Alan Koenig revolutionized the way that educational teams approach the decision about whether a student with low vision should begin reading and writing in braille, print, or a combination of braille and print. Prior to Alan’s landmark work on Learning Media Assessment (LMA) teachers and parents struggled with the decision of whether to teach a child braille or print. LMA provides a data-driven procedure that supports decisions of educational teams. For the first time, teachers and parents had a systematic guide for gathering pertinent information and using that information to support on-going educational decisions. A consequence of the development of this process was the highlight of braille as an equal media to print. This came at a time (mid-1980s) when braille was seen by some as a “choice of last resort”. LMA clearly focused on the importance of considering what was the best decision for each individual child when making decisions. (Editor’s Note: Dr. Cay Holbrook was an equal partner in this revolutionary work.)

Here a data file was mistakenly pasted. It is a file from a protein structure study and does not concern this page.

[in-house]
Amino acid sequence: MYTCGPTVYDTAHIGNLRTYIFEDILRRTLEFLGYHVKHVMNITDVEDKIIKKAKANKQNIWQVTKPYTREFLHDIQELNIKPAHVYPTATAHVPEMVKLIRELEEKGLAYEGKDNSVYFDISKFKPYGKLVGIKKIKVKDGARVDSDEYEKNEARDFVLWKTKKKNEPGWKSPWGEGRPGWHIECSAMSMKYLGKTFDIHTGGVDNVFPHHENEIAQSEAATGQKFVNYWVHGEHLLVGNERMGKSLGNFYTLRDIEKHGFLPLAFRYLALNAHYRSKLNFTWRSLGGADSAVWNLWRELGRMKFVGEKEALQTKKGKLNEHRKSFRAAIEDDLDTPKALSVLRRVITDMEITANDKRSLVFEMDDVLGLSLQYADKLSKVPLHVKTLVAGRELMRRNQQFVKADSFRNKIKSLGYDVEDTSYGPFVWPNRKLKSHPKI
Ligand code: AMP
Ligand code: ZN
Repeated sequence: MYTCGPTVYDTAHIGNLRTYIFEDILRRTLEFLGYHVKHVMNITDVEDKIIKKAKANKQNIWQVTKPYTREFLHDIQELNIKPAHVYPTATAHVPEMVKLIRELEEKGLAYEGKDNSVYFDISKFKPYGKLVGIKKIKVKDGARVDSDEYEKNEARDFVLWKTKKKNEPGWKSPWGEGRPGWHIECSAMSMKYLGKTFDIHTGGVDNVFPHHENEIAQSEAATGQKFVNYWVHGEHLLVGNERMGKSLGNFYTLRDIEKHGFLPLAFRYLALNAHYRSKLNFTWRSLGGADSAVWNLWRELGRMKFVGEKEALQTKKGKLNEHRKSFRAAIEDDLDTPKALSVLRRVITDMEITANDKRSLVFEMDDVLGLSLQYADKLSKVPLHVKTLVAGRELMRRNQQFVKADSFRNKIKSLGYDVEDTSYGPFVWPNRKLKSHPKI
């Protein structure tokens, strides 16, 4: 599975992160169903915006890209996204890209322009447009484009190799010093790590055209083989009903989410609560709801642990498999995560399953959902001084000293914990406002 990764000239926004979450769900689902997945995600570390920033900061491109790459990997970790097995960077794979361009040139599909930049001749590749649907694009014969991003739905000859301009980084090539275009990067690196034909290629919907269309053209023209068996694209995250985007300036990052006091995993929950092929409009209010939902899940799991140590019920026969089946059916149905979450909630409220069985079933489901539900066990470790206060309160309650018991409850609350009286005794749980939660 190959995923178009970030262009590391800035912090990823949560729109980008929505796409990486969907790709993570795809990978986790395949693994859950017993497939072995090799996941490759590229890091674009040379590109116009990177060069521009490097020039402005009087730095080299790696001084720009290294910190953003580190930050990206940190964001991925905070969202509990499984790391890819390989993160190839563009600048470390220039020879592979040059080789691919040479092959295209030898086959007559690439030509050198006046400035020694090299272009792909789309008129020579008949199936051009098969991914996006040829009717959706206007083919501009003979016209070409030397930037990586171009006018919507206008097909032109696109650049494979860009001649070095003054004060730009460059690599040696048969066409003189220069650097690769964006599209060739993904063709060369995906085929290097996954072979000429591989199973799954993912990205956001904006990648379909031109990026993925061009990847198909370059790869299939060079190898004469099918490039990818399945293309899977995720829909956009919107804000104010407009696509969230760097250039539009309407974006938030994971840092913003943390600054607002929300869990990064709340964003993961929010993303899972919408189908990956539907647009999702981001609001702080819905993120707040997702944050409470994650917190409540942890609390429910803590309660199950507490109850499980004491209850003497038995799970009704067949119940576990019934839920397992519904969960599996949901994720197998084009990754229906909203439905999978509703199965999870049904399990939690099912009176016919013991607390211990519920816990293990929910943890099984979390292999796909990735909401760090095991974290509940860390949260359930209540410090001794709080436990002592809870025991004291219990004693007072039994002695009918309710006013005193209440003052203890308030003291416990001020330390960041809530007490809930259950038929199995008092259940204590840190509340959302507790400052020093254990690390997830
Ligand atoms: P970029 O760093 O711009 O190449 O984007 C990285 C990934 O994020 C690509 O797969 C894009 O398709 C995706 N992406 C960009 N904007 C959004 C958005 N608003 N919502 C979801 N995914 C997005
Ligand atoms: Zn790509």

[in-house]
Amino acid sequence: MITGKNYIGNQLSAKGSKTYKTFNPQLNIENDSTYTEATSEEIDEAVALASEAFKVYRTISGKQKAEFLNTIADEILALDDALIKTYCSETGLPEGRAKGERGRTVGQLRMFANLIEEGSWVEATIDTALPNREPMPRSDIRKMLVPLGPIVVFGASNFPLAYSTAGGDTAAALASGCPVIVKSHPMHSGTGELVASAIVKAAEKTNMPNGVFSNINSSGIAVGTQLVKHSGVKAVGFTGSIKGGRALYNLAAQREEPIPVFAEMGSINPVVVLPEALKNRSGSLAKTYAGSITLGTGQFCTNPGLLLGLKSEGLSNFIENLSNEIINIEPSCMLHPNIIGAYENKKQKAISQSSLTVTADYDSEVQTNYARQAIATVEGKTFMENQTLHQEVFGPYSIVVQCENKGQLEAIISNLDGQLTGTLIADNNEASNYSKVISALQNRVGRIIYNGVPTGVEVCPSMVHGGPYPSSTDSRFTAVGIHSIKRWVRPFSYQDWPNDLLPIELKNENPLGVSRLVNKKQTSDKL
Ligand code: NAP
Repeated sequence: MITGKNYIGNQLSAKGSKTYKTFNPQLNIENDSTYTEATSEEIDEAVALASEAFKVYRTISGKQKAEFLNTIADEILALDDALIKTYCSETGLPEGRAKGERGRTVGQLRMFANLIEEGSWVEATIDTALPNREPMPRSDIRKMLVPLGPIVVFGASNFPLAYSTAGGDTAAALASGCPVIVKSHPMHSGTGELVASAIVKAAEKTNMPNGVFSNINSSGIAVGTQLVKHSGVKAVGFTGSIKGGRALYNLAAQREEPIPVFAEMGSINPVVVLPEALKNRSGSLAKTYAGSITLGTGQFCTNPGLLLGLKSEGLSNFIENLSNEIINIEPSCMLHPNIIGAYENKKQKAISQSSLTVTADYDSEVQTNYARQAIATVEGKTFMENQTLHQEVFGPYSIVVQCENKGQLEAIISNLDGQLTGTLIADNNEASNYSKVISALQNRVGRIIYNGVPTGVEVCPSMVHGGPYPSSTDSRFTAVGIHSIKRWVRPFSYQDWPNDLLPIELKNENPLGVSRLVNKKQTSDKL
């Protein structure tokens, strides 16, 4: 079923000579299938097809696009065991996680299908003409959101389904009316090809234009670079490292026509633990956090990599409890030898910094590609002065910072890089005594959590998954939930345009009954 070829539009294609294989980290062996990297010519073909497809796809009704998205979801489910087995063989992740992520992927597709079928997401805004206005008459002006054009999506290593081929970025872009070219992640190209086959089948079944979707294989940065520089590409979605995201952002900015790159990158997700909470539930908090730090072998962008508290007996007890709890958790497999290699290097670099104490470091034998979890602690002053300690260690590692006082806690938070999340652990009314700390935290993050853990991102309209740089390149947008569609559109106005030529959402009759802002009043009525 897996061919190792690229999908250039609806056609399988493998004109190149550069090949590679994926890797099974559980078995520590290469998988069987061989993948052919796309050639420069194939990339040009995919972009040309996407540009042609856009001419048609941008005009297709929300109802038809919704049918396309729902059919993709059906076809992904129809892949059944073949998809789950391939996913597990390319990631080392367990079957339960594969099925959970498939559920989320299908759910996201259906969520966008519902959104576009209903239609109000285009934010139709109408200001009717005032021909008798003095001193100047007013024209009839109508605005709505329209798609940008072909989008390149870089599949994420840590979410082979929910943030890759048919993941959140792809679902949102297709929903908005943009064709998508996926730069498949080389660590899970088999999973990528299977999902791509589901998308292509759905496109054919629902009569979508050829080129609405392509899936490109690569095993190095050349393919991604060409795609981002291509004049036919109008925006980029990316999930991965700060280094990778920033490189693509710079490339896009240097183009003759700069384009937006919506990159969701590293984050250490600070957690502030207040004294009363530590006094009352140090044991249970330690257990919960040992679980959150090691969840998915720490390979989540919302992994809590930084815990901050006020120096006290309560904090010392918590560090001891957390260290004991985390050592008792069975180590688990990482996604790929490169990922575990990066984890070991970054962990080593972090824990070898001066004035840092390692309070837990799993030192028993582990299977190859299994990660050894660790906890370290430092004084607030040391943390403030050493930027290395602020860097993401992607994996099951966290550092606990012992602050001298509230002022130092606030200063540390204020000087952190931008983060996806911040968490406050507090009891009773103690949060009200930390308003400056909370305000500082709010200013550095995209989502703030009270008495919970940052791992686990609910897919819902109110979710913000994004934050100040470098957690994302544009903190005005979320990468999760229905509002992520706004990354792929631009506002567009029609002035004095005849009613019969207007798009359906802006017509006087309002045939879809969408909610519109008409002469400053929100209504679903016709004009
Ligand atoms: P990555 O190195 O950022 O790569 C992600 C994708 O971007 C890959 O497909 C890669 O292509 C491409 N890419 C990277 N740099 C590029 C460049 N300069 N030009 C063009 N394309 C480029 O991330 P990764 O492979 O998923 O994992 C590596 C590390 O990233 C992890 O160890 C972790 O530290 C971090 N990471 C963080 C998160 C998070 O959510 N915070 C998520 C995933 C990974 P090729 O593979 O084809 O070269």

Alan Koenig was a pioneer in use of various service models for providing personnel preparation and professional development for teachers of students with visual impairments. Alan created one of the first (possibly the first) on-line braille course using six key QWETY entry for student classwork and homework. He was actively involved in Texas Tech’s outreach personnel preparation program and grew the focus of outreach to include this innovative technology for teaching braille. In addition, Alan obtained funding for a large, complex project to develop multimedia resources for teaching the LMA process and extending teachers’ understanding of assessment results to planning and implementing instruction. This was an innovative project and resulted in resources that are still widely used today.

Alan J Koenig and Dr Evelyn Rex

Alan receiving the 1997 CEC-DVI Distinguished Service Award from his mentor, Dr. Evelyn Rex.

Honors and Awards

“What you say, what you do, who you are, helps others in ways you may never know. Your influence, like your shadow, extends where you may never be.”